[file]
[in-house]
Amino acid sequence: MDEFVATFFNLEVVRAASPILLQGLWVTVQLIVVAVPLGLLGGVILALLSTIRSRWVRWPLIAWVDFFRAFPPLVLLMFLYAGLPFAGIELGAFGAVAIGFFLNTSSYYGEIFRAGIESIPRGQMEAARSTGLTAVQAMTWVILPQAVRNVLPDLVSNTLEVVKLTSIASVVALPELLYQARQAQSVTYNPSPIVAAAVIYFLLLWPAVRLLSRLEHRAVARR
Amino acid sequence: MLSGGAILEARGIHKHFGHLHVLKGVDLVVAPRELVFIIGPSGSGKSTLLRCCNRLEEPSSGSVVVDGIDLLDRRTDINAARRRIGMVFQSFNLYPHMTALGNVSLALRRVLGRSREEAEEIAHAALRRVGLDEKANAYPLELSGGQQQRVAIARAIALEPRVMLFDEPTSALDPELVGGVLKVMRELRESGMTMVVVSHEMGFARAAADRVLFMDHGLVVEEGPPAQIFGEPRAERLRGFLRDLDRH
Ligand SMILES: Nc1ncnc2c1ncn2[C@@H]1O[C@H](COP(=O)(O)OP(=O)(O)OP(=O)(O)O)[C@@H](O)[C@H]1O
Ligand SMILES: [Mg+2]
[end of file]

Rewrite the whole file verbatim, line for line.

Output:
[in-house]
Amino acid sequence: MDEFVATFFNLEVVRAASPILLQGLWVTVQLIVVAVPLGLLGGVILALLSTIRSRWVRWPLIAWVDFFRAFPPLVLLMFLYAGLPFAGIELGAFGAVAIGFFLNTSSYYGEIFRAGIESIPRGQMEAARSTGLTAVQAMTWVILPQAVRNVLPDLVSNTLEVVKLTSIASVVALPELLYQARQAQSVTYNPSPIVAAAVIYFLLLWPAVRLLSRLEHRAVARR
Amino acid sequence: MLSGGAILEARGIHKHFGHLHVLKGVDLVVAPRELVFIIGPSGSGKSTLLRCCNRLEEPSSGSVVVDGIDLLDRRTDINAARRRIGMVFQSFNLYPHMTALGNVSLALRRVLGRSREEAEEIAHAALRRVGLDEKANAYPLELSGGQQQRVAIARAIALEPRVMLFDEPTSALDPELVGGVLKVMRELRESGMTMVVVSHEMGFARAAADRVLFMDHGLVVEEGPPAQIFGEPRAERLRGFLRDLDRH
Ligand SMILES: Nc1ncnc2c1ncn2[C@@H]1O[C@H](COP(=O)(O)OP(=O)(O)OP(=O)(O)O)[C@@H](O)[C@H]1O
Ligand SMILES: [Mg+2]